Jeremy Corbyn With wind in sails, labour leader wins hearts in Brexit town

Dismissed by right-wing commentators as a communist relic early in the campaign, Labour leader Jeremy Corbyn is staging something of a comeback and winning support in a country still struggling with austerity.

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A young Labour Party supporter shows off his T-shirt with the face of Jeremy Corbyn at an election rally in Basildon play

A young Labour Party supporter shows off his T-shirt with the face of Jeremy Corbyn at an election rally in Basildon

(AFP)
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Dismissed by right-wing commentators as a communist relic early in the campaign, Labour leader Jeremy Corbyn is staging something of a comeback and winning support in a country still struggling with austerity.

Corbyn's left-wing message appeared to be resonating among some of the residents of Basildon, a middle-class town near London that voted 68.6 percent in favour of Brexit in last year's referendum.

"I think he comes up with good plans," said 22-year-old unemployed Christopher McDonagh, near to where Corbyn was speaking at a leisure centre on a campaign stop before next week's election.

"They need to help people. There are a lot of homeless, kids on drugs... I trust Corbyn to do that more," said McDonagh, whose social welfare payments have been capped by the ruling Conservatives.

Labour was lagging behind the Conservatives by a double-digit margin at the start of the campaign.

But that has narrowed in recent polls to just a few points, although the Conservatives are still ahead.

Dan Kattal said he had voted for leaving the European Union but voiced support for Corbyn, who had campaigned for a vote to stay in the bloc.

"I think that he's quite honest. At the end of the day, honesty is the best policy," he said.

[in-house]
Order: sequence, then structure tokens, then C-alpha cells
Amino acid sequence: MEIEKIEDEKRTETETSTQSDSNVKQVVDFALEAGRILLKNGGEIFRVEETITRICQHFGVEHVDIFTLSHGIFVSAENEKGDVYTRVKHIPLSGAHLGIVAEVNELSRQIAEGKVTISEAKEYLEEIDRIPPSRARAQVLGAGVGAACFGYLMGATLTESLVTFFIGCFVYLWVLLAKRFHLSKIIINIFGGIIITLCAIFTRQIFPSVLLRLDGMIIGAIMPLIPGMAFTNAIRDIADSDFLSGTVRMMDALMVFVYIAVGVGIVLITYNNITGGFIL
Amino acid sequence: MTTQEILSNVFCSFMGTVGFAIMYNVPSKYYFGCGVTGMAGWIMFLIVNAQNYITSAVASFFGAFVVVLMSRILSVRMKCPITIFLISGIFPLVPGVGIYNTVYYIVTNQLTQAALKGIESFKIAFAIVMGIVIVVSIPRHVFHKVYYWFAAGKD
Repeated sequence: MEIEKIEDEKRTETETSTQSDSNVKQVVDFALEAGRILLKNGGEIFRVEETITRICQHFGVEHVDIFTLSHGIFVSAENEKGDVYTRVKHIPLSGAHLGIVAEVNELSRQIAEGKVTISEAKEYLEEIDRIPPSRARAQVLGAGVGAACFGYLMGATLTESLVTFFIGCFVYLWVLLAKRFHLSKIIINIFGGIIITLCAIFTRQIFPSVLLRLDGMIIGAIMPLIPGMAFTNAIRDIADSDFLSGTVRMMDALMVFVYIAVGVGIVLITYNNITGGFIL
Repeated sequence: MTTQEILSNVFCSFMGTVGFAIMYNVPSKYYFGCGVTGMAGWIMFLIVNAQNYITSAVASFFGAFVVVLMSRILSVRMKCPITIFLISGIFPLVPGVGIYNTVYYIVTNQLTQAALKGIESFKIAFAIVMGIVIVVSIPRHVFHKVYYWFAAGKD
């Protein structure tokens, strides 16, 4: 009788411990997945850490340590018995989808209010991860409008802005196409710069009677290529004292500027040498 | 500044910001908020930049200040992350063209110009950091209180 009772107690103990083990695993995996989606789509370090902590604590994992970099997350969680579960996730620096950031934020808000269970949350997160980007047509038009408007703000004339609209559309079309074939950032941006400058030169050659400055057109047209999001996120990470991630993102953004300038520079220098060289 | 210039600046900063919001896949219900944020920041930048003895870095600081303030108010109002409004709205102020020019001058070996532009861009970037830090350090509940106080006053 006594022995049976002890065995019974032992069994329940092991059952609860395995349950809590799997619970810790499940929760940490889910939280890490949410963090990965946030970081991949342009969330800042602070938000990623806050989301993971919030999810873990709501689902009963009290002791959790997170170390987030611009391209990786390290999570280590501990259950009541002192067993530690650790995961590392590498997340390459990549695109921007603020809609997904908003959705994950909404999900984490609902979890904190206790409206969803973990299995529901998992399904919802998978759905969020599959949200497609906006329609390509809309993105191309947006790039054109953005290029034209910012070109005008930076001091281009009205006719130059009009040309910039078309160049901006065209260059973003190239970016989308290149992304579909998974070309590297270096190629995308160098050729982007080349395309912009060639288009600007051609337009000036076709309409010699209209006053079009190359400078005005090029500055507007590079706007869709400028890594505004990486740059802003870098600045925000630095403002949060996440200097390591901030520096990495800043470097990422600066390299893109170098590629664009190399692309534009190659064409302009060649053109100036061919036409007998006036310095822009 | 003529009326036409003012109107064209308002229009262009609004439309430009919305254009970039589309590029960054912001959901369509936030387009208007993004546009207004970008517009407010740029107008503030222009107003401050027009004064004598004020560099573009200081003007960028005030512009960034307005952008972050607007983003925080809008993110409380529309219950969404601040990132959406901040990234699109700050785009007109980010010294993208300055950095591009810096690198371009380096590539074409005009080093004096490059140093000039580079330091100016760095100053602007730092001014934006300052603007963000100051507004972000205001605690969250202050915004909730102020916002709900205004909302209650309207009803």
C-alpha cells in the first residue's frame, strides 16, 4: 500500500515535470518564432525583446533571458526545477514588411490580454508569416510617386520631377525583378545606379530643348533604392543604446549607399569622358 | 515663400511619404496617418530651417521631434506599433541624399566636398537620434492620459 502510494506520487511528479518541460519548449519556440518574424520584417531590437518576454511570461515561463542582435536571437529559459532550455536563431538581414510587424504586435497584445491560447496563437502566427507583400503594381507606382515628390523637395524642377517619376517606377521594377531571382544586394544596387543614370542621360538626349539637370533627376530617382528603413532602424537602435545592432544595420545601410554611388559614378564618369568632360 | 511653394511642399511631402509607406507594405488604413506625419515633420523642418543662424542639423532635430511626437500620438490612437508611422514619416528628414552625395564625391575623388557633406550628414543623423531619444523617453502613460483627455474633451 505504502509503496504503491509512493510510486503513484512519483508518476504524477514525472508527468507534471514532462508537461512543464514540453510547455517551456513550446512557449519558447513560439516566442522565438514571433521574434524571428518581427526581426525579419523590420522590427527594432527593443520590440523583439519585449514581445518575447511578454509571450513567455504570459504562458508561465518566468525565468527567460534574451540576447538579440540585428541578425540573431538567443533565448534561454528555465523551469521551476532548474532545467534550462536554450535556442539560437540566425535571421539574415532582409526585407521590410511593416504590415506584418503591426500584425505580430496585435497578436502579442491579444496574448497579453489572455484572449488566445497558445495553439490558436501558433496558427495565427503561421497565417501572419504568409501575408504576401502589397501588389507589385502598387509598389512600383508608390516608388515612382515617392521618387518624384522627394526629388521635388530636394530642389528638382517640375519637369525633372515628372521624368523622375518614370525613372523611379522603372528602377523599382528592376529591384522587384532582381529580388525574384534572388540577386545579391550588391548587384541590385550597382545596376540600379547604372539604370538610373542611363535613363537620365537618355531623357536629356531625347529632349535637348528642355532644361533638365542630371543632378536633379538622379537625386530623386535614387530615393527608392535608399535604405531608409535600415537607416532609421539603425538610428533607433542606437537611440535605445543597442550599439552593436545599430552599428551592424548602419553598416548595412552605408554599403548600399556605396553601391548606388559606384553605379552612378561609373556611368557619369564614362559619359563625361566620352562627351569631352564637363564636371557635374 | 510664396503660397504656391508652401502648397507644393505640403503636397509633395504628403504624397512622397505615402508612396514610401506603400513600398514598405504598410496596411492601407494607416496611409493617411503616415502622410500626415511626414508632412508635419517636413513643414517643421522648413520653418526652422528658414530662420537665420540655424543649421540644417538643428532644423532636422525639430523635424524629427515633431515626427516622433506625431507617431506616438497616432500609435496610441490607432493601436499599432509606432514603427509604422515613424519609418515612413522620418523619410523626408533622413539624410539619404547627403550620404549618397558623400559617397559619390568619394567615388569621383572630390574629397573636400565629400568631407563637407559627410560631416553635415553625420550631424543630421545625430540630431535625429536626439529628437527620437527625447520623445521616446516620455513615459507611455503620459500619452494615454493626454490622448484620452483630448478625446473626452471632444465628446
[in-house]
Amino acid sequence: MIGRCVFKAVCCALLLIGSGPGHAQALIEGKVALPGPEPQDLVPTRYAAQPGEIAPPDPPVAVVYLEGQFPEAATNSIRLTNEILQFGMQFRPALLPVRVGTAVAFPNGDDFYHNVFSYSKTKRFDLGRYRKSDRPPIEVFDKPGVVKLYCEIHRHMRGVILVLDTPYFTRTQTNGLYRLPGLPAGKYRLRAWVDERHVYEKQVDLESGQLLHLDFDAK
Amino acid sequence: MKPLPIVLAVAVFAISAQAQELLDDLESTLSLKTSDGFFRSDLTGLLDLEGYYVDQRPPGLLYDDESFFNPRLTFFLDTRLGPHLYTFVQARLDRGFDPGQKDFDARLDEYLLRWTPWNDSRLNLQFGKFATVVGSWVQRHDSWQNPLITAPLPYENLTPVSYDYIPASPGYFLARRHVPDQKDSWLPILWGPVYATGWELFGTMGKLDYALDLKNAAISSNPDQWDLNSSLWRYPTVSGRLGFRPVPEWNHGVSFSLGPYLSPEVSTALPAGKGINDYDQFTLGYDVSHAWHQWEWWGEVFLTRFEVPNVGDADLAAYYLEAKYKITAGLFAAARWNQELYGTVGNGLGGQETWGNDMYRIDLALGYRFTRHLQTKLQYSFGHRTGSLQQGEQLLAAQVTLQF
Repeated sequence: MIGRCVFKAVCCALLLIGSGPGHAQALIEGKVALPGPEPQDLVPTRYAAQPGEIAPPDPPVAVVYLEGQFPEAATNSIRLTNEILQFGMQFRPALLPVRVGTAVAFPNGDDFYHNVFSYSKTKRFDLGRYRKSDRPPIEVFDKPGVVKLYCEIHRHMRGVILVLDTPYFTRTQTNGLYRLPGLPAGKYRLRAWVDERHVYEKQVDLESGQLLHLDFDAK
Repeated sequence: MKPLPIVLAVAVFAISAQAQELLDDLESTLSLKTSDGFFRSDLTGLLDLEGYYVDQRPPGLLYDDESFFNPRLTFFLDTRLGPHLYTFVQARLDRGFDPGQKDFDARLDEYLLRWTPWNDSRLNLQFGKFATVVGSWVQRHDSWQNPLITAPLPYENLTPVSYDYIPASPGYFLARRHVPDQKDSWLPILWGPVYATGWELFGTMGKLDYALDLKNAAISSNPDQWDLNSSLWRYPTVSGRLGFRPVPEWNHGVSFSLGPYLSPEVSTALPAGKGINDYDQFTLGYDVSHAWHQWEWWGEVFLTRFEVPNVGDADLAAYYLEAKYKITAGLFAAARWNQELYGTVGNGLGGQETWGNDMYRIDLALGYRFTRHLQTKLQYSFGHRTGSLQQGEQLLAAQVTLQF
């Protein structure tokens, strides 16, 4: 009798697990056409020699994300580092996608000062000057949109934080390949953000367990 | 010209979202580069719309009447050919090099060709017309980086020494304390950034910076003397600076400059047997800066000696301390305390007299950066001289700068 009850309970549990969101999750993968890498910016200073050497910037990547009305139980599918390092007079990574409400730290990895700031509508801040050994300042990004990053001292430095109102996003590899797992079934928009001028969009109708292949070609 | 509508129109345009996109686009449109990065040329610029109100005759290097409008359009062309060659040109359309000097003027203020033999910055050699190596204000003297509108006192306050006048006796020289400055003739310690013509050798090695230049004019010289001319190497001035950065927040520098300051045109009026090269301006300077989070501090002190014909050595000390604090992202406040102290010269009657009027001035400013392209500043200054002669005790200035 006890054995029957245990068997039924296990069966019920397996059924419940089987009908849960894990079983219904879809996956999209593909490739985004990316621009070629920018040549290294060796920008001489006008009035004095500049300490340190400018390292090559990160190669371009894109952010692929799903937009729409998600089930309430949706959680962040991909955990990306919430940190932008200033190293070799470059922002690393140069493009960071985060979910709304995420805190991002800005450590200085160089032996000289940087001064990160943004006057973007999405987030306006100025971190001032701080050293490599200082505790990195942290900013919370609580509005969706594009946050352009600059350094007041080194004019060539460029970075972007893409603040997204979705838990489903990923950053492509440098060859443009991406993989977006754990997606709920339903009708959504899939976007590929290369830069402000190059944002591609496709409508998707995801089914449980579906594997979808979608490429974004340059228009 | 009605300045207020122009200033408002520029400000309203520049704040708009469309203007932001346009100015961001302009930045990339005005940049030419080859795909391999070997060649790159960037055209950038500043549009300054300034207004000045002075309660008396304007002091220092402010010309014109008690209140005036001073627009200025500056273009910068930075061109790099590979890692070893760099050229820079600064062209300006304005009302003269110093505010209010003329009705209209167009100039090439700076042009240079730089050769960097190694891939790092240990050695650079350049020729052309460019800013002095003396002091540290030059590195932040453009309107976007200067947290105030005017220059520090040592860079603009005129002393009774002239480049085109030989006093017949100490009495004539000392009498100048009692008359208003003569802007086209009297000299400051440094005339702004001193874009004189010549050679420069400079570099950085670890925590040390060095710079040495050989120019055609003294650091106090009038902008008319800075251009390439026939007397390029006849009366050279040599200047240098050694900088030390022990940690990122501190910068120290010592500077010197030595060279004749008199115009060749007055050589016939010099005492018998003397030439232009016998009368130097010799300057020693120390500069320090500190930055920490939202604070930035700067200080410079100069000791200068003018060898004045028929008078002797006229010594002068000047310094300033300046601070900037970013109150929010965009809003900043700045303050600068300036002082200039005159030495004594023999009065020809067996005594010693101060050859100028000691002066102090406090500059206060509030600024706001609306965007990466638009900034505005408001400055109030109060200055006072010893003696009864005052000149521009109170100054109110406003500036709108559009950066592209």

Kattal said the issue of Brexit was not important for the election campaign in Basildon: "To be honest, it's all about distribution of wealth, if there's distribution of wealth everybody is happy".

'Need to think about people'

Sarah Dowling, a 57-year-old teacher, said she would be voting Labour despite reservations about Corbyn.

"I still can't quite see him as prime minister. I am still going to vote for him, because in my heart I vote Labour, as my parents did before and my grandparents," she said.

Of Prime Minister Theresa May she added: "I don't really trust her, I don't like her manners".

"Basildon used to be a Labour stronghold but it seems to have gone the other way... I hope that we can go back to a Labour MP in Basildon," she said.

Basildon, a town of 180,000 people in the county of Essex, is held by Conservative MP John Baron who won it from Labour in 2010.

Since 1974, it has always voted for the party that ended up winning the national election.

At the Corbyn event, the Labour leader said he was ready to begin the Brexit negotiations if his party won the election.

He said Labour would be seeking a deal with the EU that would "transform Britain into a country with the strongest rights and protections".

"We will confirm to the other member states that Britain is leaving the European Union. That issue is not in doubt," he said.

But he also said that Labour would reject May's option of leaving the European Union even if there was no deal in place.

"No deal is in fact a bad deal. It is the worst of all deals," he said.

Betty Jeffrey, a 77-year-old disabled pensioner at the Corbyn event said: "We can't just think about Brexit. It's going to happen.

"We still need to think about people. Honestly, things are going from bad to worse," she said.

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